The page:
I first heard about the article below when I was listening to the Mark Levin Show.
How to Reverse Obama’s “Soft Despotism”
By Michael Barone
Many Republican House members, and the bloggers and tea partiers who cheered their victory in gaining a majority in November 2010, seem to be seething with discontent and eager for confrontation.
They believe, reasonably, that that victory represented a repudiation of the vast expansion of government by the Obama Democrats. They want to see those policies reversed, and pronto. And if the dilatory Senate Majority Leader Harry Reid and the all-campaign-no-governance President Obama want a confrontation, so much the better.
Such impatience is unbecoming in those who call themselves “constitutional conservatives.” It is James Madison’s Constitution that prevents the winners of one election from directing the course of public policy as unilaterally as, to take one example, the British Labor Party marched Britain into a socialist welfare state on the basis of one election victory in 1945.
We have a House of Representatives 100 percent of whose members were elected in a historic Republican year, a president elected in a historic Democratic year, and a Senate two-thirds of whose members were elected in historic Democratic years and one-third in a historic Republican year.
It should not be surprising that they cannot agree on policy. Most of the high-minded folk who decry “gridlock” would like the Republican House to say uncle. The Republicans bemoaning their leaders’ lack of boldness imagine that if they force confrontation they can somehow prevail.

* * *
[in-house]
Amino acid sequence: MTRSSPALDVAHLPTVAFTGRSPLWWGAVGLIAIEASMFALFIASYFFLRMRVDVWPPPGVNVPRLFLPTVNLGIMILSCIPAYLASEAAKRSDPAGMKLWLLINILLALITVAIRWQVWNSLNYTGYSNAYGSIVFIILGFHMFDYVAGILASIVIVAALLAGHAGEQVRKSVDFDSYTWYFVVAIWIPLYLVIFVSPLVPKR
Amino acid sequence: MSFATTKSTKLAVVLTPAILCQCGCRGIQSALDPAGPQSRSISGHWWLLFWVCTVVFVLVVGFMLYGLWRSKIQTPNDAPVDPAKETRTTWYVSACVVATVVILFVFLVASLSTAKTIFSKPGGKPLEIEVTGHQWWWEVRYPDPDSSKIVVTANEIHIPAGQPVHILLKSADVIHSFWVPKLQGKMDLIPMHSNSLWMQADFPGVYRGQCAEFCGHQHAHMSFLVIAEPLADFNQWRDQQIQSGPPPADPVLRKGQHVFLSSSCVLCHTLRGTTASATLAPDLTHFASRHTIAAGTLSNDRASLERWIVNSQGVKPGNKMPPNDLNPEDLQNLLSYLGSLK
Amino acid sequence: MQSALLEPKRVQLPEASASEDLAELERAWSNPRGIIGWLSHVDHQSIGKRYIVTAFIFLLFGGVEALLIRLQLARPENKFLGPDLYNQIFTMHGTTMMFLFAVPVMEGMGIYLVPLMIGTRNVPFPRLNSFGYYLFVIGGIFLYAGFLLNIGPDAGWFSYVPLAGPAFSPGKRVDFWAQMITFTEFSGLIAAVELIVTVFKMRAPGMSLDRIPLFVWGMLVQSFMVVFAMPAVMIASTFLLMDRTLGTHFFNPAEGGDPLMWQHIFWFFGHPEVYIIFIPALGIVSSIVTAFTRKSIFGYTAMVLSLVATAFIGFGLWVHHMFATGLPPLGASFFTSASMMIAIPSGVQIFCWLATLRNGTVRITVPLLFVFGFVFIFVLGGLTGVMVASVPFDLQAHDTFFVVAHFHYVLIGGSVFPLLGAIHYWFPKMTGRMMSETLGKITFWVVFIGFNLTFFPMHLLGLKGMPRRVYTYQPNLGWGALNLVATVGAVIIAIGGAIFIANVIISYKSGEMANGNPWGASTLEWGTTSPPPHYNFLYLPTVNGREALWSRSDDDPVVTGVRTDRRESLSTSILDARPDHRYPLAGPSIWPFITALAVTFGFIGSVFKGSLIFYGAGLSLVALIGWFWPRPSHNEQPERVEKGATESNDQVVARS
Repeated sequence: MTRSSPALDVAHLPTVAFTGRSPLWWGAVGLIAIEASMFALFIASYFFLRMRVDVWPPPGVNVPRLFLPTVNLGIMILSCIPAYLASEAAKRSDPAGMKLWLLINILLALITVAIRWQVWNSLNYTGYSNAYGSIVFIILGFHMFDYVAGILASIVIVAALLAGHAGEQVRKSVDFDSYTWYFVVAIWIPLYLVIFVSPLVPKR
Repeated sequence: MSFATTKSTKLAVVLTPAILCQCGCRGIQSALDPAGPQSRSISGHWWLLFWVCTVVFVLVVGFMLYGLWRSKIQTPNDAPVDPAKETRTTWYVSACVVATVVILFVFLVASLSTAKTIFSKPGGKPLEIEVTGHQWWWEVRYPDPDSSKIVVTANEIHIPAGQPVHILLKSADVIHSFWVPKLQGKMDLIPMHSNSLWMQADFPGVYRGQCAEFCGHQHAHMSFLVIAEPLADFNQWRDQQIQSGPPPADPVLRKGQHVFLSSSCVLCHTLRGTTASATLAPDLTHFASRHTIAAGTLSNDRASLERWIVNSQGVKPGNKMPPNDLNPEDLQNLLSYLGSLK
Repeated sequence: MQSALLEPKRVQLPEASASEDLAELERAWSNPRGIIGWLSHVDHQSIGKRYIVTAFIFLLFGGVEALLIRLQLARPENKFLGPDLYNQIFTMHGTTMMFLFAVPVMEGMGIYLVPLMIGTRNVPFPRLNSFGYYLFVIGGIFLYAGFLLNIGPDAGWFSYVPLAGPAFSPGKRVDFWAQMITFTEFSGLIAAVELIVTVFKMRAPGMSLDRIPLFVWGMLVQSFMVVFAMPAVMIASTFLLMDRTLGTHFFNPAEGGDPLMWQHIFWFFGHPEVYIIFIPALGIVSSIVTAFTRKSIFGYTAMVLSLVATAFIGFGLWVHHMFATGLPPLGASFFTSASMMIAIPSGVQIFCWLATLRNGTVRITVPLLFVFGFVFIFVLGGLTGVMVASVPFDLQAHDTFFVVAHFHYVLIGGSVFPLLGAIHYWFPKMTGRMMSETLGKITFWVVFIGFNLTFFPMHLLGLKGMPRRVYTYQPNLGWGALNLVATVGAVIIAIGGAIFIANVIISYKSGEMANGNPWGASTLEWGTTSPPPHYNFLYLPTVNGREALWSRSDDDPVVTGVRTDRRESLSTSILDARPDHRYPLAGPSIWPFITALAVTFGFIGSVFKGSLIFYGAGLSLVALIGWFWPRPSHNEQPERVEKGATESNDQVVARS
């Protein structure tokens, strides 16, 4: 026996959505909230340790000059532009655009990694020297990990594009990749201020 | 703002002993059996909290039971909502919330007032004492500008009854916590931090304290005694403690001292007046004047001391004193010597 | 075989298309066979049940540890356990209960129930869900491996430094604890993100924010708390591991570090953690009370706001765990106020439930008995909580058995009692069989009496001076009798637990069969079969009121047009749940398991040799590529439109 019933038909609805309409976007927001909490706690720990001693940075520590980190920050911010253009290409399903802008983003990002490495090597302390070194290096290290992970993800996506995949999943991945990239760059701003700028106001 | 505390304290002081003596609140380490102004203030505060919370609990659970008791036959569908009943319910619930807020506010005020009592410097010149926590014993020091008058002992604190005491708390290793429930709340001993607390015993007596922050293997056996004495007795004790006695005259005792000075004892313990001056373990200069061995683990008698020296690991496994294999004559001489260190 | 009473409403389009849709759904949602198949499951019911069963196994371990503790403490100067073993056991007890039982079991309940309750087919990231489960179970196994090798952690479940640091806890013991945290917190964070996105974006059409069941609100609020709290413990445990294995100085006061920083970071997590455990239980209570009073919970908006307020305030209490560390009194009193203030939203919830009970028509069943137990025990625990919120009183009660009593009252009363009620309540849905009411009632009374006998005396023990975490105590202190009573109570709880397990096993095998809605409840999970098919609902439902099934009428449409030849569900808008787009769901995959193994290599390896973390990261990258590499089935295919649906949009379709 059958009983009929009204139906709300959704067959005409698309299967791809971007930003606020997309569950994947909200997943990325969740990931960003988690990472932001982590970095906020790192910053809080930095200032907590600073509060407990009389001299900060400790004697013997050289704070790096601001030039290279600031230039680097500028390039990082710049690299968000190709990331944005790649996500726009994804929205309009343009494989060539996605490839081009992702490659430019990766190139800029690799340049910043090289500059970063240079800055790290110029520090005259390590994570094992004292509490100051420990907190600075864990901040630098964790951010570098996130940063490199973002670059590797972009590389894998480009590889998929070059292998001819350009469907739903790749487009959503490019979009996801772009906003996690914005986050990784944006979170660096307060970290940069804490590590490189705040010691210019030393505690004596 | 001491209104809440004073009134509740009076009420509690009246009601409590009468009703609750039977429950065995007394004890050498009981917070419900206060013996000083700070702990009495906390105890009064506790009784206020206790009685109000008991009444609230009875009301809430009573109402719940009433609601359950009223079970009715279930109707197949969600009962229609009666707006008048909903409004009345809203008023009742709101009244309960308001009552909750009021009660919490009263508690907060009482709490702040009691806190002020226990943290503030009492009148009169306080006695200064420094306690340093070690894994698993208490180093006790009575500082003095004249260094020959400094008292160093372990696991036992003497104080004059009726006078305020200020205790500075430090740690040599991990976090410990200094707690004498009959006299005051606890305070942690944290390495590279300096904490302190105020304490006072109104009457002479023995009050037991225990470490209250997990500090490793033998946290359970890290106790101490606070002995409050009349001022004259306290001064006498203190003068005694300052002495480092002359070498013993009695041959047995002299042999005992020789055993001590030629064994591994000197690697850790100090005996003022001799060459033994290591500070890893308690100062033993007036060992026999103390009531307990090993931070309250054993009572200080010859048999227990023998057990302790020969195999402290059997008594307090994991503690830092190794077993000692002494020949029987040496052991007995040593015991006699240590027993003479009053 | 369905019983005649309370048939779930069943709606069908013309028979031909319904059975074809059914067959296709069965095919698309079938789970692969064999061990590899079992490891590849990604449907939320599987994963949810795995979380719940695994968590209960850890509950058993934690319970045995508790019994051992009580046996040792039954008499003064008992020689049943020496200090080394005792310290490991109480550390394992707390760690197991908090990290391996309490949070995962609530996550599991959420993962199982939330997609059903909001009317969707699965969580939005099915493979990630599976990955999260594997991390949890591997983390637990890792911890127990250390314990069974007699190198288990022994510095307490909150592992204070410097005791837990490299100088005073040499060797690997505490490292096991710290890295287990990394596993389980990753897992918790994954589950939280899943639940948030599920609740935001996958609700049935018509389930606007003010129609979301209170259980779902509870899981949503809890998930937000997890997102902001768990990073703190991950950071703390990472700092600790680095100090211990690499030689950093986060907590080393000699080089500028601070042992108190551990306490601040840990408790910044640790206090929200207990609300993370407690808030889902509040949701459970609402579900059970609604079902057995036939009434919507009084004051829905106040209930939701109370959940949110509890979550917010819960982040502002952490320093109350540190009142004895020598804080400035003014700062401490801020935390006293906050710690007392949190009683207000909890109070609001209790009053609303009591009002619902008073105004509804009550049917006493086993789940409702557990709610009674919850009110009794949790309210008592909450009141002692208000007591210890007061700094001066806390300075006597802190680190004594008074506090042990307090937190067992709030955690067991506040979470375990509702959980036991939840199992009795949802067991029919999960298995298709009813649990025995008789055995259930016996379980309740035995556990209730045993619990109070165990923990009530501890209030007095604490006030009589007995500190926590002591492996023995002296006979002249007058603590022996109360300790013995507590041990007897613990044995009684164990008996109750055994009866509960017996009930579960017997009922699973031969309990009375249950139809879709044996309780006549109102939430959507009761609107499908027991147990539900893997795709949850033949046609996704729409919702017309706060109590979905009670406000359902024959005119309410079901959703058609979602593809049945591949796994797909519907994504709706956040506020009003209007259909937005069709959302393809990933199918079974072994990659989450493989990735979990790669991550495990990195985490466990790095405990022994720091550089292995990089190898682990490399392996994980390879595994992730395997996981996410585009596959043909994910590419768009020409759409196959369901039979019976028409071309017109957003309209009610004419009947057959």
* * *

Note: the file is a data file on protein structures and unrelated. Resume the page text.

Neither can succeed in the framework the Framers gave us — not until another election.
The Republicans who seek changes in policy need to exercise prudence in framing issues in order to gain a favorable verdict from voters in the election coming up this fall. (continued here)
Levin seethed over this line.
Such impatience is unbecoming in those who call themselves “constitutional conservatives.”
As both men are brilliant, it would be interesting to hear them debate what we should do about Obama’s soft tyranny. What will happen, however, is whatever we can get the Republicans we elect to do. To get anything done, we must replace the ones who will not act with those who will.
Regardless of which is right, we need to congratulate both Levin and Barone for their references to “Democracy in America” by Alexis de Tocqueville. Considering when Tocqueville wrote his book, he predicted the nature of the crisis we now face remarkably well.
We all should have read “Democracy in America” in high school. I did not, but late in life I have corrected that error, and I recommend that everyone else do the same. Reading Tocqueville’s book both helped me to understand what makes my country special and what I can do to save it.